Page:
Background: The occurrence of new-onset asthma during adulthood is common, but there is insufficient understanding of its determinants including the role of atopy.
Objective: To assess the risk factors for the development of new-onset asthma in middle-aged adults and to compare them according to atopy.
Methods: A longitudinal analysis of 9175 young adults who participated in two surveys of the European Community Respiratory Health Survey (ECRHS) conducted 9 years apart.
Findings: We observed 179 cases of new-onset asthma among 4588 participants who were free of asthma and reported at the beginning of the follow-up that they had never had asthma (4.5 per 1000 person-years). In a logistic regression, the following risk factors were found to increase the risk of new-onset asthma: female gender (OR: 1.97; 95% confidence interval (CI): 1.38, 2.81), bronchial hyperresponsiveness (3.25; 2.19, 4.83), atopy (1.55; 1.08, 2.21), FEV(1) < 100 % predicted (1.87; 1.34, 2.62), nasal allergy (1.98;1.39,2.84) and maternal asthma (1.91; 1.13; 3.21). Obesity, respiratory infections in early life and high-risk occupations increased the risk of new-onset asthma although we had limited power to confirm their role. Among the atopics, total IgE and sensitization to cat were independently related to the risk of new-onset asthma. The proportion of new-onset asthma attributable to atopy varied from 12% to 21%.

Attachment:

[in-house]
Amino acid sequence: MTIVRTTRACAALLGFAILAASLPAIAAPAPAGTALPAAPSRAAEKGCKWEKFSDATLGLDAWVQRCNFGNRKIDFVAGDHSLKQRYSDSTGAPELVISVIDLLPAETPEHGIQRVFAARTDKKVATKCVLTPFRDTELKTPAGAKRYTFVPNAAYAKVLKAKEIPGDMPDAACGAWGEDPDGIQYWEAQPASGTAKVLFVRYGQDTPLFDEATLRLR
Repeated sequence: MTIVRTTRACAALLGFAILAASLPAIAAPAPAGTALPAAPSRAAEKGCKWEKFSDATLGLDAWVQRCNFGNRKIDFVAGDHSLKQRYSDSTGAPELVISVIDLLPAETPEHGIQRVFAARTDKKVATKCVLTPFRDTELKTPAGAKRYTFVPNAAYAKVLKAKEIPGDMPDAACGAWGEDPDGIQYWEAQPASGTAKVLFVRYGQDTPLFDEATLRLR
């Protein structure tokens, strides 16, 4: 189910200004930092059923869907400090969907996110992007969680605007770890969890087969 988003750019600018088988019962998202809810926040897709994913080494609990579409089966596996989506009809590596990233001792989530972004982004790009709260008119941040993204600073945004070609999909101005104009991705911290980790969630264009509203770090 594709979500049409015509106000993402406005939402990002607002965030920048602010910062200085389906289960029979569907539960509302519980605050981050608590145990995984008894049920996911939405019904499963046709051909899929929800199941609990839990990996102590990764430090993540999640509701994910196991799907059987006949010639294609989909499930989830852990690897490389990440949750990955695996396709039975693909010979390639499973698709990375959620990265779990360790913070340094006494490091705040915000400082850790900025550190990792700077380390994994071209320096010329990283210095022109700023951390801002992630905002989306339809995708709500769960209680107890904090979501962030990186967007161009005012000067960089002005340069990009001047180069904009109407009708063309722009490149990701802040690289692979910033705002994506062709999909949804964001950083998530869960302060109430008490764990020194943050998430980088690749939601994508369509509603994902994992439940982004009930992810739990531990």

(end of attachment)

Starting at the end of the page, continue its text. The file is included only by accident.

Conclusion: Adults reporting that they had never had asthma were at a substantial risk of new-onset asthma as a result of multiple independent risk factors including lung function. Atopy explains a small proportion of new-onset adult asthma.